The Nigerian Vice President, Yemi Osinbajo, and Foreign Affairs Minister, Geoffrey Onyeama, have confirmed the attempt by the Nigerian government to purchase military helicopters from the U.S. despite denial by Lai Mohammed, the country’s Minister of information.
The revelation was contained in the details of the remarks made by the U.S. Secretary of State, Antony Blinken, and Nigerian officials at the signing ceremony for a $2.1 billion development assistance agreement at the Aso Villa in Nigeria’s capital Abuja.
“We – they’ve also been very supportive in the security area, provided a Super Tucano aircraft. We have a slight issue with some attack helicopters, but that’s more on the legislative side and not on the executive side” said Onyeama.
On his part, the Nigerian Vice President spoke on security cooperation with the U.S. which he described as being very important.
“The Super Tucanos have been delivered, and of course, we’re looking forward to the helicopters as well.”
He also commented on intelligence support from the U.S. on the security issues in the Northeast and the Sahel.
Secretary Blinken’s remarks focused on areas of operations between the two countries.
“We very much appreciate, as well, the security cooperation that we’re developing and making sure that we do it in a comprehensive way that puts our concerns about people first and foremost in what we’re doing.”
In July, Lai Mohammed was quoted to have said “There is no contract of arms between the Federal Republic of Nigeria and the United States of America today apart from the 12 Super Tucano attack helicopters of which six had been delivered.”
The minister stressed that “We are not aware of the so-called $875million arms contract or some helicopters which they said some lawmakers in the US are trying to persuade the President of the US not to honour.”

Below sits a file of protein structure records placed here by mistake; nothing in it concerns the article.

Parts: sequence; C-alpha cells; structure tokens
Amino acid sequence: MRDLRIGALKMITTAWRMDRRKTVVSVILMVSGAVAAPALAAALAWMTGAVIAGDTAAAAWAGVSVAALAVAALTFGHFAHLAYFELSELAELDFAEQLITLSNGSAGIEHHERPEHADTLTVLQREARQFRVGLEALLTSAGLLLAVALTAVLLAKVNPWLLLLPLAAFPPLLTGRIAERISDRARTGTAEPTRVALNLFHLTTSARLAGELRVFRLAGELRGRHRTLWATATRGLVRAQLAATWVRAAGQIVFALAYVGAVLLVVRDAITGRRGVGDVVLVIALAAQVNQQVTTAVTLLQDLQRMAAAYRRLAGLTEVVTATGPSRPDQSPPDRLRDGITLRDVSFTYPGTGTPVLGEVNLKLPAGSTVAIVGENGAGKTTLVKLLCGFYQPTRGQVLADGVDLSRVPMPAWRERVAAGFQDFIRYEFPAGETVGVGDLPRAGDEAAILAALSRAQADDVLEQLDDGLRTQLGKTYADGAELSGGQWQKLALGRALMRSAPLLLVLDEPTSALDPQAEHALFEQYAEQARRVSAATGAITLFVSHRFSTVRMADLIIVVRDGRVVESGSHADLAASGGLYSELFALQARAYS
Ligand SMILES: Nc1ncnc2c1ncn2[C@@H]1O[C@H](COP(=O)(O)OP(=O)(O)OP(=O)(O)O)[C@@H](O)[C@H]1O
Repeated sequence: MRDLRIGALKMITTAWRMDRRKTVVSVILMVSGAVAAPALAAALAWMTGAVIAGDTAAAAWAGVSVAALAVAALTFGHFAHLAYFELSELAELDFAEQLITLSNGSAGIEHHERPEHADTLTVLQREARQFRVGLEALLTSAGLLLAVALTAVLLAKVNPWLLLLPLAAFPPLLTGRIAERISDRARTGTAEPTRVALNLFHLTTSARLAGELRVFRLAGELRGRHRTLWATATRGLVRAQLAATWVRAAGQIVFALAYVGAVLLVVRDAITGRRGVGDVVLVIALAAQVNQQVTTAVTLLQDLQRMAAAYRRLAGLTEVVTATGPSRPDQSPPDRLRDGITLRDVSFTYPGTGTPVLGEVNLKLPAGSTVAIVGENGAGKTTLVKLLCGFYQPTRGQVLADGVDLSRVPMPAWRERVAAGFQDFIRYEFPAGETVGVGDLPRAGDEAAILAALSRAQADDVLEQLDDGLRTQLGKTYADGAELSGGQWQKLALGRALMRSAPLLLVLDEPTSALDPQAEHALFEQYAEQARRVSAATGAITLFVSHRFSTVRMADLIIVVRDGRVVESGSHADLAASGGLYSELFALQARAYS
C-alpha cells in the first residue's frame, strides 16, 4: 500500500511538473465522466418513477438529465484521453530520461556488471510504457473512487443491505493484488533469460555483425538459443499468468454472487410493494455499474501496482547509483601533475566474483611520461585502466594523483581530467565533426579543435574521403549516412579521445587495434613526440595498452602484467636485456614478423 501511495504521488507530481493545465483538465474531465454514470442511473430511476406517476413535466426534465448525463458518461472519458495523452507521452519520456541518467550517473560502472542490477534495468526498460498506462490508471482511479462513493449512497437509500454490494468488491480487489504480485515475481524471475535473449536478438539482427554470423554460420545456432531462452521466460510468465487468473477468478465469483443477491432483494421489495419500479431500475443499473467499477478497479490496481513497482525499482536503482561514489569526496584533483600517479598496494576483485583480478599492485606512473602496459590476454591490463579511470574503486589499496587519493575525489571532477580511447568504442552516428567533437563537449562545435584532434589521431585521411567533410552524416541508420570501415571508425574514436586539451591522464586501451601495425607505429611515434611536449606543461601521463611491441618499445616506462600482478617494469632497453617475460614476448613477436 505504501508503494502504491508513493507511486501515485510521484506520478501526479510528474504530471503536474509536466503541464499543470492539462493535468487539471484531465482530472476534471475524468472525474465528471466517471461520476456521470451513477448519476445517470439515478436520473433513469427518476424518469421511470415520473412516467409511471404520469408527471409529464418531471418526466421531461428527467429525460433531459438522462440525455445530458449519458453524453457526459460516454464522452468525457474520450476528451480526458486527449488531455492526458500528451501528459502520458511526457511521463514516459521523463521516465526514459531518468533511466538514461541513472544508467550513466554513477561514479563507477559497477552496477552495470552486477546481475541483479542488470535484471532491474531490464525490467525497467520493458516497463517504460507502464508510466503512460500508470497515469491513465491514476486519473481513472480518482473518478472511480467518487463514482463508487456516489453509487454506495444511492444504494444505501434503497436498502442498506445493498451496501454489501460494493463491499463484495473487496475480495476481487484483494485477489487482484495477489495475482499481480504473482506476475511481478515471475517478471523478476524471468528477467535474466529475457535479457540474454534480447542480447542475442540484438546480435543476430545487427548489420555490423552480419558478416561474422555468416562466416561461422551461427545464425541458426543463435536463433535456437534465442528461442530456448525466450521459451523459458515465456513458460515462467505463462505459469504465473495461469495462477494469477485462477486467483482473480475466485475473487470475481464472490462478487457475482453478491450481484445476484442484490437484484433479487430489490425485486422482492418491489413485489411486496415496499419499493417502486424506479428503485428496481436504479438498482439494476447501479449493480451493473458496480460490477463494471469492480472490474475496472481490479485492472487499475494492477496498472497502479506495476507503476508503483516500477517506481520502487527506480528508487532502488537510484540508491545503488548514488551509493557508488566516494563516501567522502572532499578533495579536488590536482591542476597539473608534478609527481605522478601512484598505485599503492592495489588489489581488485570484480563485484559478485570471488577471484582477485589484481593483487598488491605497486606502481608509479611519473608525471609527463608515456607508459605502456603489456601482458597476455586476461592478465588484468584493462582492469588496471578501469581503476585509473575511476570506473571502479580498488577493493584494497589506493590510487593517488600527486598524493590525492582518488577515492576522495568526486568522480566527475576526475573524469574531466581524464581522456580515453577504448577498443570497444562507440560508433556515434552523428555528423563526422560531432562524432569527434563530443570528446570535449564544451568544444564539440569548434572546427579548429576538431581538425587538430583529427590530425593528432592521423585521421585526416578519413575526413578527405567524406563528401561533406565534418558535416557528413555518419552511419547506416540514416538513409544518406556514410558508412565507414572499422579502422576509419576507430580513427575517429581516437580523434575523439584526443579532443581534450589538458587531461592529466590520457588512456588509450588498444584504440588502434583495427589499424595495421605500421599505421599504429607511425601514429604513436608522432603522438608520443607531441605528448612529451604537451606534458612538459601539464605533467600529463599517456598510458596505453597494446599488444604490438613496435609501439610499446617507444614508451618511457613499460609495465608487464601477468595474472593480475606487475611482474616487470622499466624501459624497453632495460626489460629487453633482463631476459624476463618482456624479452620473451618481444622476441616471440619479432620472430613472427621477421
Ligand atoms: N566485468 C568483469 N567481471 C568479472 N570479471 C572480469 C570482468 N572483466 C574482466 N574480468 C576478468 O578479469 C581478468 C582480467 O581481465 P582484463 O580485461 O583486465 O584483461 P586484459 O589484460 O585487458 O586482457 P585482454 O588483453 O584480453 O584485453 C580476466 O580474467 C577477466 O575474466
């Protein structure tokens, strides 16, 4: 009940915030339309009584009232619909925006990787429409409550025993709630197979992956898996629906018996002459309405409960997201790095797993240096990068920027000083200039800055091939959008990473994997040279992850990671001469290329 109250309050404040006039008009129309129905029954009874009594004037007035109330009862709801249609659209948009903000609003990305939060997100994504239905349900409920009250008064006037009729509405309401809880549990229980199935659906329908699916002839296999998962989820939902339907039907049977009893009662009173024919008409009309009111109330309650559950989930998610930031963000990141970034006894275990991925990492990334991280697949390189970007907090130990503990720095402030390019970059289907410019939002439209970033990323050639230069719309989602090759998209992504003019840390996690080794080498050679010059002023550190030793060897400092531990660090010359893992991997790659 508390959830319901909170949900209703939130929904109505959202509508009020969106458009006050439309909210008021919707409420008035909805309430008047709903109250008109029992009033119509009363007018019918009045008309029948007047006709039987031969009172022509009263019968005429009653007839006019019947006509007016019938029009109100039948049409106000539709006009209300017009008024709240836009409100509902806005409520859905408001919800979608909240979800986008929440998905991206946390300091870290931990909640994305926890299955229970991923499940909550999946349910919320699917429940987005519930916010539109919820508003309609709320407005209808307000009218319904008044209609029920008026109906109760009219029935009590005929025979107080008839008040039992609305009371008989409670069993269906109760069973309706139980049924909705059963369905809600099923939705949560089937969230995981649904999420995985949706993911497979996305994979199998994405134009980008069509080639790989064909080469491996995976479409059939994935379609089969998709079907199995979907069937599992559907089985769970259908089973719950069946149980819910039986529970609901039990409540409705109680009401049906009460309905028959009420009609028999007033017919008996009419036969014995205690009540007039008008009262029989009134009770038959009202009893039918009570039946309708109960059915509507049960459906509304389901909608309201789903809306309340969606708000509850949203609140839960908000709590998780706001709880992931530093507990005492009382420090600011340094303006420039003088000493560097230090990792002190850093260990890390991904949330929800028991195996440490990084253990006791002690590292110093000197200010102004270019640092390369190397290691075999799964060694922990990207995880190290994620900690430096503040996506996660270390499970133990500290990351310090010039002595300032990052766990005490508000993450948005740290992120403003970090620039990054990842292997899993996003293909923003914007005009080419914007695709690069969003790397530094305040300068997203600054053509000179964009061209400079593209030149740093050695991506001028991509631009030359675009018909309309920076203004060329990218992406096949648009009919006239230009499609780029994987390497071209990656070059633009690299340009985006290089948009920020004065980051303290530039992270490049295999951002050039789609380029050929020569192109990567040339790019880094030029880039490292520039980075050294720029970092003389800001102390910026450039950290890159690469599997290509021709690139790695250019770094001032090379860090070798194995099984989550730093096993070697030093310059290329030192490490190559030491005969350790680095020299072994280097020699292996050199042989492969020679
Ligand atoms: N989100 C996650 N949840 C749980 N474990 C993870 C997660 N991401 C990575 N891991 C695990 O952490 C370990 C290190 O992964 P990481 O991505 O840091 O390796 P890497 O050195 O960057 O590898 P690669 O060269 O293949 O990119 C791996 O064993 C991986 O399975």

His comments followed a Foreign Policy report on July 27, which revealed that top Democrats and Republicans on the Senate Foreign Relations Committee have delayed clearing a proposed sale of the 12 AH-1 Cobra attack helicopters and accompanying defence systems to the Nigerian military, citing U.S. officials and congressional aides familiar with the matter.
Foreign Policy said the behind-the-scenes controversy over the proposed arms sale illustrates a broader debate among Washington policymakers over how to balance national security with human rights objectives.
“The hold on the sale also showcases how powerful U.S. lawmakers want to push the Biden administration to rethink U.S. relations with Africa’s most populous country amid overarching concerns that Nigerian President Muhammadu Buhari is drifting toward authoritarianism as his government is besieged by multiple security challenges, including a jihadist insurgency,” the news outlet said.
The move to buy the AH-1 attack helicopters from the U.S. was kept under the radar and away from the public until the Foreign Policy publication surfaced.
The deal demonstrates the opaque nature of military acquisition in Nigeria as well as the human rights concerns surrounding the use of the equipment.
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